A pox on both their chickens.
Over at TobiasBuckell.com I spent over 4,000 words trying to explain this. But I think Scott Westerfeld wrote a vastly more considered take. In short, Amazon, which has cornered most of the market for book sales in both print and electronic versions, is fighting to keep that dominance (as it is allowed to). Macmillan, now pointing to the Apple iPad and it’s different terms, went back to the table, as the eBook ecosystem looks to be changing (as Macmillan is also legally allowed to). These things happen in business. They disagreed.
On the one hand, this is a very boring Corp. vs Corp. fighting over distribution channels and who will control what. What made it get online was that, instead of continuing to fight it out in boardrooms, Amazon chose to take their entire marketplace, previously a neutral ‘we’ll sell anything because we love customers’ sort of area, and chose to nuke all the books for sale in any format, of any kind, by Macmillan, as well as remove all Macmillan books from your wishlists, and free sample chapters of any Macmillan eBooks from your Kindle.
It’s an interesting lesson for people about making Amazon your prime retail location, by the way. With most of my backlist sales previously being through Amazon, by dint of my being somewhat known online, I know I’ve learned something.
The change in the eBook market will probably be largely invisible to consumers. As Steve Jobs said, most prices will probably sit around the $9.99 price point, because it’s an invisible psychological breaking point (same reason why most trinkets on TV are for sale for $19.99!), but new releases for some companies will be as high as $14.95 for a period of time as the books are new and earning back the investment it took to create them on the books (cost of cover art, editing, proofing, marketing, etc). I’m actually happy to see that Macmillan is saying $5.95 as a low end price, because previously they’ve had the low price as the price of a paperback ($7.99 these days), which is high for an eBook once you’ve got a novel a couple years old that has either made a profit and earned back the investment it took to create it, or has already been written off the books.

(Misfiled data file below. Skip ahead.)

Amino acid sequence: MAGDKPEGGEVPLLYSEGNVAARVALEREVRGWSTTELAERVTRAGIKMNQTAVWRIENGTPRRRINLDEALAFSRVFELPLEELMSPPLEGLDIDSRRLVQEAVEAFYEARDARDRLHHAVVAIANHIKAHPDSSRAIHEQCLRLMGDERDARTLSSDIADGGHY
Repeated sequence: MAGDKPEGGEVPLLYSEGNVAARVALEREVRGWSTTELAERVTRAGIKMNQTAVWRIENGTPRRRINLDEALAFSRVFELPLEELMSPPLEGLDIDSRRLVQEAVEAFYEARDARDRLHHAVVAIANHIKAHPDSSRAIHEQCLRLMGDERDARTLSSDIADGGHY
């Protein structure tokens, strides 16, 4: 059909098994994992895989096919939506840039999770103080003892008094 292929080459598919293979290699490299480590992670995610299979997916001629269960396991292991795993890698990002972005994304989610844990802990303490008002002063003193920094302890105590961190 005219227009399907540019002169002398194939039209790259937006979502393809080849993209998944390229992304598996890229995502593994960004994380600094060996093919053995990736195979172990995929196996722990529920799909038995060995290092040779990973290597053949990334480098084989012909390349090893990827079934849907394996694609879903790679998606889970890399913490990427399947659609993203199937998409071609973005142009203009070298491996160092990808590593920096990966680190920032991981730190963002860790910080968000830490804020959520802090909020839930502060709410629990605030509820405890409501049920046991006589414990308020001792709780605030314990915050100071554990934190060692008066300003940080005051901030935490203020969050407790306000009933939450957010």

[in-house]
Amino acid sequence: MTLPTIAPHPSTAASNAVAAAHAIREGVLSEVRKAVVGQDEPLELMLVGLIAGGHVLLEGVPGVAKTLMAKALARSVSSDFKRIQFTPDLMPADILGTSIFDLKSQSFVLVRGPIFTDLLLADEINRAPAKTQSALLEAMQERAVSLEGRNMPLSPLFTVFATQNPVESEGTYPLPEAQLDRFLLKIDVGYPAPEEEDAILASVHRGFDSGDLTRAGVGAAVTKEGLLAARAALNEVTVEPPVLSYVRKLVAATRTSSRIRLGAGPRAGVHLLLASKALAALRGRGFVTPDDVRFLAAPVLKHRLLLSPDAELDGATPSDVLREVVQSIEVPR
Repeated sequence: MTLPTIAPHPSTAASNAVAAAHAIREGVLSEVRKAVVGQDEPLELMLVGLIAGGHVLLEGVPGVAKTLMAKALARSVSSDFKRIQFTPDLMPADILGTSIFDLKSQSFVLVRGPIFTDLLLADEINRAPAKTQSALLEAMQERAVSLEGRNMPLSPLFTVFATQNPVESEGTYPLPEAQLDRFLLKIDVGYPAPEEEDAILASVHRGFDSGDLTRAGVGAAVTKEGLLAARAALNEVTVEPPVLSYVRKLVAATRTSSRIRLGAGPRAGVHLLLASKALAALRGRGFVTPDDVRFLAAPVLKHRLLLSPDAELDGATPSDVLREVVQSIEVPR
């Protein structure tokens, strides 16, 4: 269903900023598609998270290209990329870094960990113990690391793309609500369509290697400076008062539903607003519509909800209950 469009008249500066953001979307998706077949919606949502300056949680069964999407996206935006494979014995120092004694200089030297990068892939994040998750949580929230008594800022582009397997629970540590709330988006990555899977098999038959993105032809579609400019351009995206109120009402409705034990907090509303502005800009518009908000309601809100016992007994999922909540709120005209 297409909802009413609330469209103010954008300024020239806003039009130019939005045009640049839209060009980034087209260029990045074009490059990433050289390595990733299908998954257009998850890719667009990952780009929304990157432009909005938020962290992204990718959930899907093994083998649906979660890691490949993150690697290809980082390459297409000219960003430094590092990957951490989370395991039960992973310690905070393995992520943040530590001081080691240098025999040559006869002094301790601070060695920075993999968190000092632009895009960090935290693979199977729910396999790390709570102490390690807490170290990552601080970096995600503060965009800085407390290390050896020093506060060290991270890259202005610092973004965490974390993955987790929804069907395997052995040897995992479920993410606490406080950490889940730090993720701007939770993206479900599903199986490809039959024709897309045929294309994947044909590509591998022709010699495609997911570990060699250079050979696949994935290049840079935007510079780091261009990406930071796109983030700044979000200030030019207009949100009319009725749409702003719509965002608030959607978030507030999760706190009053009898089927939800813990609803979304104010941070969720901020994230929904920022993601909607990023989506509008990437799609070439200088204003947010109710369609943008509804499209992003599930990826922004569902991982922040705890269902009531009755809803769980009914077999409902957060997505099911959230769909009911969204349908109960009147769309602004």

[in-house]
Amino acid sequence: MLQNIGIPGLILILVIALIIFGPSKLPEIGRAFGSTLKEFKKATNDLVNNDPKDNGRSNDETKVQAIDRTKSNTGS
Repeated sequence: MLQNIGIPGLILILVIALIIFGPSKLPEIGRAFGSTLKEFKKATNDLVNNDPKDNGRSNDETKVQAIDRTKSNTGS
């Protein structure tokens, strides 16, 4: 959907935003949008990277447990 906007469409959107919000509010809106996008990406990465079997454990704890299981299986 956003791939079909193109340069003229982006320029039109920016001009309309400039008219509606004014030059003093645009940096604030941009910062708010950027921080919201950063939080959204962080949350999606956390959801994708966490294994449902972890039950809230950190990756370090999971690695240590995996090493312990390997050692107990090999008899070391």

Well, it wasn’t about price. It was (is!) a battle for control of the price. Traditionally, publishing houses have set price – they print the price right on the book. They want to hang onto that model. Amazon wants to set the price itself so it can use low prices to keep the Kindle dominant.
This makes perfect sense for each side of the dispute.